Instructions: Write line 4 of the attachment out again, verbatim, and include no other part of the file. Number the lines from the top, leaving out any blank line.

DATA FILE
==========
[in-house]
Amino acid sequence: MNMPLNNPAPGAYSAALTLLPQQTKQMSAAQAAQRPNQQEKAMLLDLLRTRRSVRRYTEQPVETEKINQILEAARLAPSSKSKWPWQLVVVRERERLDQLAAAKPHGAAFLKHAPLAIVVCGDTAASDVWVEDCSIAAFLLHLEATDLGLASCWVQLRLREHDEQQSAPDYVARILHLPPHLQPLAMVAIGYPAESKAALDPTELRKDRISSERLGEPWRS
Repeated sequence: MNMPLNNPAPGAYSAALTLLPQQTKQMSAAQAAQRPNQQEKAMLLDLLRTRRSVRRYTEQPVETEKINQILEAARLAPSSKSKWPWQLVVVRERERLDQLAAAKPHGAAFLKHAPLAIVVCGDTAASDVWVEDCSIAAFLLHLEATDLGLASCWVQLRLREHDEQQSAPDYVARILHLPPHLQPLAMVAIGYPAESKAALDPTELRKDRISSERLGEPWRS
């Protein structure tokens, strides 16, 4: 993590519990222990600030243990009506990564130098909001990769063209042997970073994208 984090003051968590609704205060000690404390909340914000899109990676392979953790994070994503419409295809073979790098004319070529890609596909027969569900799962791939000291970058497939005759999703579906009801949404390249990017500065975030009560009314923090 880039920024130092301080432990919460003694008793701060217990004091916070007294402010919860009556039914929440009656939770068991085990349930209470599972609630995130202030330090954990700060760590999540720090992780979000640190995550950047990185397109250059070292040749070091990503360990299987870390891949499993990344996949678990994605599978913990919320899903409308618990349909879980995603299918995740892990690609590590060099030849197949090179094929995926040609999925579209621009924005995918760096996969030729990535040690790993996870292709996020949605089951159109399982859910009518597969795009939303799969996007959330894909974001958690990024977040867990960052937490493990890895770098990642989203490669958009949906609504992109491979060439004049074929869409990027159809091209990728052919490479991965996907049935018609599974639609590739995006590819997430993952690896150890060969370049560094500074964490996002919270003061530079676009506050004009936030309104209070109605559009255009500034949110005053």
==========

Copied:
């Protein structure tokens, strides 16, 4: 993590519990222990600030243990009506990564130098909001990769063209042997970073994208 984090003051968590609704205060000690404390909340914000899109990676392979953790994070994503419409295809073979790098004319070529890609596909027969569900799962791939000291970058497939005759999703579906009801949404390249990017500065975030009560009314923090 880039920024130092301080432990919460003694008793701060217990004091916070007294402010919860009556039914929440009656939770068991085990349930209470599972609630995130202030330090954990700060760590999540720090992780979000640190995550950047990185397109250059070292040749070091990503360990299987870390891949499993990344996949678990994605599978913990919320899903409308618990349909879980995603299918995740892990690609590590060099030849197949090179094929995926040609999925579209621009924005995918760096996969030729990535040690790993996870292709996020949605089951159109399982859910009518597969795009939303799969996007959330894909974001958690990024977040867990960052937490493990890895770098990642989203490669958009949906609504992109491979060439004049074929869409990027159809091209990728052919490479991965996907049935018609599974639609590739995006590819997430993952690896150890060969370049560094500074964490996002919270003061530079676009506050004009936030309104209070109605559009255009500034949110005053």